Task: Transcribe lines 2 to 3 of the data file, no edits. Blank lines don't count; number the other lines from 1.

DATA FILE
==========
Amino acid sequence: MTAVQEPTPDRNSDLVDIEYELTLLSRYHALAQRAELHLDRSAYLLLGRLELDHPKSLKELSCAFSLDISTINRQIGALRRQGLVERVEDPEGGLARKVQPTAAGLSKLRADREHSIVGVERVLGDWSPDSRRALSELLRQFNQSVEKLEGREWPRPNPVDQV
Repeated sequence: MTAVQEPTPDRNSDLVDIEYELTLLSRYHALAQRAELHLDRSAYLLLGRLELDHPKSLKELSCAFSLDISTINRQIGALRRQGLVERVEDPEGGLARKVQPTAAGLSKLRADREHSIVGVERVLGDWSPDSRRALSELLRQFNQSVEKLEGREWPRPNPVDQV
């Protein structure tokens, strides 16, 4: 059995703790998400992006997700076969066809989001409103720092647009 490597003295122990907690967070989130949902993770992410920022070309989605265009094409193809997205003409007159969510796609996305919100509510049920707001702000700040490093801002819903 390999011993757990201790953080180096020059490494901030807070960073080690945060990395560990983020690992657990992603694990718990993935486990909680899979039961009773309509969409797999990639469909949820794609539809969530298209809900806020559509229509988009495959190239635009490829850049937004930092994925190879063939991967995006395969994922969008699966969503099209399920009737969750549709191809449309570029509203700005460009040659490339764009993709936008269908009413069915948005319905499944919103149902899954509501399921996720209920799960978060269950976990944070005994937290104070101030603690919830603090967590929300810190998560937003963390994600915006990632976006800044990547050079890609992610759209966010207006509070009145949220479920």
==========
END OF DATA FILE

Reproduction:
Repeated sequence: MTAVQEPTPDRNSDLVDIEYELTLLSRYHALAQRAELHLDRSAYLLLGRLELDHPKSLKELSCAFSLDISTINRQIGALRRQGLVERVEDPEGGLARKVQPTAAGLSKLRADREHSIVGVERVLGDWSPDSRRALSELLRQFNQSVEKLEGREWPRPNPVDQV
């Protein structure tokens, strides 16, 4: 059995703790998400992006997700076969066809989001409103720092647009 490597003295122990907690967070989130949902993770992410920022070309989605265009094409193809997205003409007159969510796609996305919100509510049920707001702000700040490093801002819903 390999011993757990201790953080180096020059490494901030807070960073080690945060990395560990983020690992657990992603694990718990993935486990909680899979039961009773309509969409797999990639469909949820794609539809969530298209809900806020559509229509988009495959190239635009490829850049937004930092994925190879063939991967995006395969994922969008699966969503099209399920009737969750549709191809449309570029509203700005460009040659490339764009993709936008269908009413069915948005319905499944919103149902899954509501399921996720209920799960978060269950976990944070005994937290104070101030603690919830603090967590929300810190998560937003963390994600915006990632976006800044990547050079890609992610759209966010207006509070009145949220479920």